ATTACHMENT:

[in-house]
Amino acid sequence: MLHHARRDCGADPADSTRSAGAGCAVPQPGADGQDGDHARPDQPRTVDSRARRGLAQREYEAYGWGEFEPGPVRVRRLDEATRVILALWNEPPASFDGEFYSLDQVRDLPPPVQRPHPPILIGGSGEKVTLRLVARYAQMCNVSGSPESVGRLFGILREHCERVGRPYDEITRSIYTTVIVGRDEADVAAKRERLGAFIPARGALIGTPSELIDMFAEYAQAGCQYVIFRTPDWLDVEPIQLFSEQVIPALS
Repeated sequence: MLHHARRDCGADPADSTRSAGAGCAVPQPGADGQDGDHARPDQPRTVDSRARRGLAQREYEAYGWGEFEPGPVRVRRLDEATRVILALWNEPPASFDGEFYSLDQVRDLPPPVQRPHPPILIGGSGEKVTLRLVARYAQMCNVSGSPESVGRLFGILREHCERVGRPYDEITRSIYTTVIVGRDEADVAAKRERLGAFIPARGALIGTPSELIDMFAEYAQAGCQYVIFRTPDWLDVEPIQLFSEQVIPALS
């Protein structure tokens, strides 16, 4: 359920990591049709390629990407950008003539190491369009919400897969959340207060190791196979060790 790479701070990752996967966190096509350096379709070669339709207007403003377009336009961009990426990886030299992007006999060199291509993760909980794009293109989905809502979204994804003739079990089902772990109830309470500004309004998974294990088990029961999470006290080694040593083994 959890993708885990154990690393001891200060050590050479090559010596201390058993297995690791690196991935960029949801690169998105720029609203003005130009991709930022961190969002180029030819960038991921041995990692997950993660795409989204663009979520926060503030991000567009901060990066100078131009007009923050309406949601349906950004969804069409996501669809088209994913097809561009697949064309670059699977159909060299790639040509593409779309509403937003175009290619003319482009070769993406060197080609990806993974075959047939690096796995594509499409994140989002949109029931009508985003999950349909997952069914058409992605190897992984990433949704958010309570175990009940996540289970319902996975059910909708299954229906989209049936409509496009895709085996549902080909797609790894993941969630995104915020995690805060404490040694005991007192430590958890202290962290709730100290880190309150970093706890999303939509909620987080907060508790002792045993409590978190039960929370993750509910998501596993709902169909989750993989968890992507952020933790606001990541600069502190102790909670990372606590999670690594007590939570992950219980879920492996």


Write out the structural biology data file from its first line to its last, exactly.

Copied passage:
[in-house]
Amino acid sequence: MLHHARRDCGADPADSTRSAGAGCAVPQPGADGQDGDHARPDQPRTVDSRARRGLAQREYEAYGWGEFEPGPVRVRRLDEATRVILALWNEPPASFDGEFYSLDQVRDLPPPVQRPHPPILIGGSGEKVTLRLVARYAQMCNVSGSPESVGRLFGILREHCERVGRPYDEITRSIYTTVIVGRDEADVAAKRERLGAFIPARGALIGTPSELIDMFAEYAQAGCQYVIFRTPDWLDVEPIQLFSEQVIPALS
Repeated sequence: MLHHARRDCGADPADSTRSAGAGCAVPQPGADGQDGDHARPDQPRTVDSRARRGLAQREYEAYGWGEFEPGPVRVRRLDEATRVILALWNEPPASFDGEFYSLDQVRDLPPPVQRPHPPILIGGSGEKVTLRLVARYAQMCNVSGSPESVGRLFGILREHCERVGRPYDEITRSIYTTVIVGRDEADVAAKRERLGAFIPARGALIGTPSELIDMFAEYAQAGCQYVIFRTPDWLDVEPIQLFSEQVIPALS
């Protein structure tokens, strides 16, 4: 359920990591049709390629990407950008003539190491369009919400897969959340207060190791196979060790 790479701070990752996967966190096509350096379709070669339709207007403003377009336009961009990426990886030299992007006999060199291509993760909980794009293109989905809502979204994804003739079990089902772990109830309470500004309004998974294990088990029961999470006290080694040593083994 959890993708885990154990690393001891200060050590050479090559010596201390058993297995690791690196991935960029949801690169998105720029609203003005130009991709930022961190969002180029030819960038991921041995990692997950993660795409989204663009979520926060503030991000567009901060990066100078131009007009923050309406949601349906950004969804069409996501669809088209994913097809561009697949064309670059699977159909060299790639040509593409779309509403937003175009290619003319482009070769993406060197080609990806993974075959047939690096796995594509499409994140989002949109029931009508985003999950349909997952069914058409992605190897992984990433949704958010309570175990009940996540289970319902996975059910909708299954229906989209049936409509496009895709085996549902080909797609790894993941969630995104915020995690805060404490040694005991007192430590958890202290962290709730100290880190309150970093706890999303939509909620987080907060508790002792045993409590978190039960929370993750509910998501596993709902169909989750993989968890992507952020933790606001990541600069502190102790909670990372606590999670690594007590939570992950219980879920492996």